20. There appears to be another peculiarity with Chi-Tang Ho et al's line of reasoning, at least as it is being presented by the media. The line of reasoning seems to be that since sucrose itself does not contain carbonyls, then soft drinks sweetened with sucrose can not contain carbonyls. The idea is that since glucose and fructose are bound together in sucrose, there is no unbound glucose and fructose available to participate in the forming of carbonyls. However, this overlooks a simple fact that has been known for many years now -- when a soft drink is sweetened with sucrose, over time the acid in the soft drink will actually hydrolyze sucrose into its glucose and fructose components. In fact, according to Marov and Dowling (1990), at typical storage times and temperatures, more than 90% of the sucrose in soft drinks can be hydrolyzed. Therefore, even if a soft drink is sweetened with sucrose, unbound sucrose and fructose will start to appear immediately and be available to participate in carbonyl forming reactions. Marov, G.J., Dowling, J.F., 1990. Sugar in beverages. In: Pennington, N.L., Baker, C.W. (Eds.), Sugar: A User’s Guide to Sucrose, vol. 13. Van Nostrand Reinhold, New York, pp. 189–211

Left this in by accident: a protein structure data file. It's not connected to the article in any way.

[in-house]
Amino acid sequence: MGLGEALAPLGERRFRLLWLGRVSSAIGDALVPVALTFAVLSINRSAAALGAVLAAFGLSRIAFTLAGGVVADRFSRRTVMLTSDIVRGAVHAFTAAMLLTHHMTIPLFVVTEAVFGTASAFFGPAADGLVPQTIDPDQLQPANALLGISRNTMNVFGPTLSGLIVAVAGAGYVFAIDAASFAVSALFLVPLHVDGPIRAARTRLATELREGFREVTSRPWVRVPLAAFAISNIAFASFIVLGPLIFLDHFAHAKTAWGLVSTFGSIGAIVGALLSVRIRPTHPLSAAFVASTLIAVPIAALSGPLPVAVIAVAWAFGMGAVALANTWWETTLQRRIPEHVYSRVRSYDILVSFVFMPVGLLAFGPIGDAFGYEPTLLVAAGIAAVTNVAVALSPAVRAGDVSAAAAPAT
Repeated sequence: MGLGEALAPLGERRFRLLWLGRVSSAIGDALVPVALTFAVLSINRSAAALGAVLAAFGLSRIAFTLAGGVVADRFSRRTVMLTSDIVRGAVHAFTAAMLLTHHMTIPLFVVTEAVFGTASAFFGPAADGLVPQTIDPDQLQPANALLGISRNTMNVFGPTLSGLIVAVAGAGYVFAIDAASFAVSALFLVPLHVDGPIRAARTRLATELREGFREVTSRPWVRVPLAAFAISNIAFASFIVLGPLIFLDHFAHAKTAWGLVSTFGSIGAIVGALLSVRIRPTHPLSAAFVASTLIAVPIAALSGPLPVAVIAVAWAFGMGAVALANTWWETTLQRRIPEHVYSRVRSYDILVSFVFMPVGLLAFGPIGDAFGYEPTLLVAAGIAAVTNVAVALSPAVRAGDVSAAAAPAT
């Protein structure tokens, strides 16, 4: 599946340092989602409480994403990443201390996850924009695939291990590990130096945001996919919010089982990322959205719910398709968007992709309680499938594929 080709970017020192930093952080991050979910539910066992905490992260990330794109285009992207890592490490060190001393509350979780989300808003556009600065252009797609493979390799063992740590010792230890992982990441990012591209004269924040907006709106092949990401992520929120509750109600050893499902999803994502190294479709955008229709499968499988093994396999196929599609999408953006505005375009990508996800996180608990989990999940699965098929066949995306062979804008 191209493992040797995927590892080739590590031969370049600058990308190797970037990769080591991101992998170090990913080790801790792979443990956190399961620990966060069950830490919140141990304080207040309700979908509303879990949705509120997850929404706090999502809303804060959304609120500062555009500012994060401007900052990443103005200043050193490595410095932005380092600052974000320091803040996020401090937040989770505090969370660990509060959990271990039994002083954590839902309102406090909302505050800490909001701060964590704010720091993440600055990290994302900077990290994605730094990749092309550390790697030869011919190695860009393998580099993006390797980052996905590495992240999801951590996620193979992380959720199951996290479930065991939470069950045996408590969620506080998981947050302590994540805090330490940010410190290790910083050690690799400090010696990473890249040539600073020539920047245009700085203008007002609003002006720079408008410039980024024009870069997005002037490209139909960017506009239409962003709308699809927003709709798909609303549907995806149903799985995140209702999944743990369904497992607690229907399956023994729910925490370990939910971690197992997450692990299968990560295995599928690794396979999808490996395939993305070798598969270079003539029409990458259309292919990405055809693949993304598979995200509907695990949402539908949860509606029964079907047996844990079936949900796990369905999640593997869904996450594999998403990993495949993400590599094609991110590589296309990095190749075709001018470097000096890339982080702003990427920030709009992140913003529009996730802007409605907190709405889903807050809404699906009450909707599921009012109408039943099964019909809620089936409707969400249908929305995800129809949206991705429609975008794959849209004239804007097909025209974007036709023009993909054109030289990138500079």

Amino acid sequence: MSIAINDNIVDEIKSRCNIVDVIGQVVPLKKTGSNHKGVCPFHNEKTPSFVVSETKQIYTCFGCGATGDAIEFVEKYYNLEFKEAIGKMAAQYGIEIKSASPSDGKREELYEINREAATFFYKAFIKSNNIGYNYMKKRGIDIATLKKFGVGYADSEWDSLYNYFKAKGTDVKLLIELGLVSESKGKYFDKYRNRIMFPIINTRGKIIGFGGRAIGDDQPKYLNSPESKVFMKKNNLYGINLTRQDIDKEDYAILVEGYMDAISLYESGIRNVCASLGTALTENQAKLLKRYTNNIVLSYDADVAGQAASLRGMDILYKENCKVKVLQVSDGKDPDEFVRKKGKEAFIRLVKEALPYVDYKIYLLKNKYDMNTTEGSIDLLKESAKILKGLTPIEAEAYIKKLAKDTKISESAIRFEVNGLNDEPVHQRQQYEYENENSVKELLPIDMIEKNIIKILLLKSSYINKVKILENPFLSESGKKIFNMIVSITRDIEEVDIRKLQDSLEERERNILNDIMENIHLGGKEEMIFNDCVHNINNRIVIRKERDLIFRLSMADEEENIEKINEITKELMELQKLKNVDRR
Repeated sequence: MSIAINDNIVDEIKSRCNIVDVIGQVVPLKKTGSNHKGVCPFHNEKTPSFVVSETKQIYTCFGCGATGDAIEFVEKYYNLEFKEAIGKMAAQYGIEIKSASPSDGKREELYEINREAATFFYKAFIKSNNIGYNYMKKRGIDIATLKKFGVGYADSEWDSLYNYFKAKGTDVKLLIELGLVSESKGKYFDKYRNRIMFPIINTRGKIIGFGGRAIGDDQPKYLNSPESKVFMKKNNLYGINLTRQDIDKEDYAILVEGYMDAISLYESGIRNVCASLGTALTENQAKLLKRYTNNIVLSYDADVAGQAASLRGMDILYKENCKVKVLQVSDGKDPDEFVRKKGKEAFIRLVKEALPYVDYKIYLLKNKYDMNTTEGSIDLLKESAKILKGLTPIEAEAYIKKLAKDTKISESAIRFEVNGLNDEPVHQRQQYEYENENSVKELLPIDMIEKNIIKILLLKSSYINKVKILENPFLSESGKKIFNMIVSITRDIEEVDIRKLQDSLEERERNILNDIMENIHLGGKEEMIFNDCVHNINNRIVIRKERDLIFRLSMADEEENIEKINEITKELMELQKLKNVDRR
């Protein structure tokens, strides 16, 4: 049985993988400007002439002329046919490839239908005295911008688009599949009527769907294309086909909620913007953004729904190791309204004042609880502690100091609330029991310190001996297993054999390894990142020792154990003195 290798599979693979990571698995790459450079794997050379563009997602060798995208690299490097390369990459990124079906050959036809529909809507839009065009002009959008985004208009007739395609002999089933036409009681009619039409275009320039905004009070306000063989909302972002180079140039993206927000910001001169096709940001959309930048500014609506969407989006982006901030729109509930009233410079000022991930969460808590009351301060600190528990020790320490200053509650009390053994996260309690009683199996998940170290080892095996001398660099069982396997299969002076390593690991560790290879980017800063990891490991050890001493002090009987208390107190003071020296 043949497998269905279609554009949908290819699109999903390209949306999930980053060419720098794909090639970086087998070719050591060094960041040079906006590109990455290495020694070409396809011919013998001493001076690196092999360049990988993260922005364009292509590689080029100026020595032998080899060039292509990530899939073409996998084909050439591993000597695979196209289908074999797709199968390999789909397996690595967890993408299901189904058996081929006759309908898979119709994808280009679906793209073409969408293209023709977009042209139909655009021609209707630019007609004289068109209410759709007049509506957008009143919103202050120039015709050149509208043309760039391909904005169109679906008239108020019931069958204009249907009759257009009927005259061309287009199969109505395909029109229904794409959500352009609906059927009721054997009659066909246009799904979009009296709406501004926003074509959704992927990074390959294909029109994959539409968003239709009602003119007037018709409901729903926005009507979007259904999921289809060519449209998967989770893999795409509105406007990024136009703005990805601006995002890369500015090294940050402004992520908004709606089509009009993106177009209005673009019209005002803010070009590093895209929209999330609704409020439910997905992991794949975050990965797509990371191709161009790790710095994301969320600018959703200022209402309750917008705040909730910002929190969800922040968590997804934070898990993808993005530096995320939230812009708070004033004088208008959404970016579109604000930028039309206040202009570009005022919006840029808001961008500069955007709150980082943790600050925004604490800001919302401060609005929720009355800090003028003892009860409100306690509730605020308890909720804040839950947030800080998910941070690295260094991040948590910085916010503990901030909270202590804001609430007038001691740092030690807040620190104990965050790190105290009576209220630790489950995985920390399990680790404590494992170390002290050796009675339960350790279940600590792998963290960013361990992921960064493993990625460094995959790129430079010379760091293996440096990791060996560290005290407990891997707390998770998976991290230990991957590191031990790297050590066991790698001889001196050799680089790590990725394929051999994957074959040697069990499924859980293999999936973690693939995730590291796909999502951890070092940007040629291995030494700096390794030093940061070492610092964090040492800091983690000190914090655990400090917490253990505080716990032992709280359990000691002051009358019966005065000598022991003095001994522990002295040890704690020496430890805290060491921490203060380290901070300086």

21. Though you have quoted the New Scientist article correctly, I am not sure that New Scientist has summarized the research in question correctly. I hope someone can clarify this. The abstract states that Chi-Tang Ho et al compared HFCS-sweetened drinks to a diet soft drink control, NOT to a sucrose sweetened control. So, two things I would like to see: 1. First and most obviously, I would like to see analytic data showing the difference in reactive carbonyl content between HFCS- and sucrose-sweetened soft drinks where as many other variables as possible are controlled. As stated above, the current study seems only to compare the reactive carbonyl content of HFCS- to that of a diet soft drink, not to sucrose-sweetened soft drinks. 2. Second, and more definitively, I would like to see a simple metabolic study examining the effect of HFCS soda versus sucrose soda on reactive carbonyl levels in vivo, in the body. If HFCS-sweetened drinks increased the levels of reactive carbonyls in the body while sucrose-sweetened drinks did not, that would be much stronger evidence.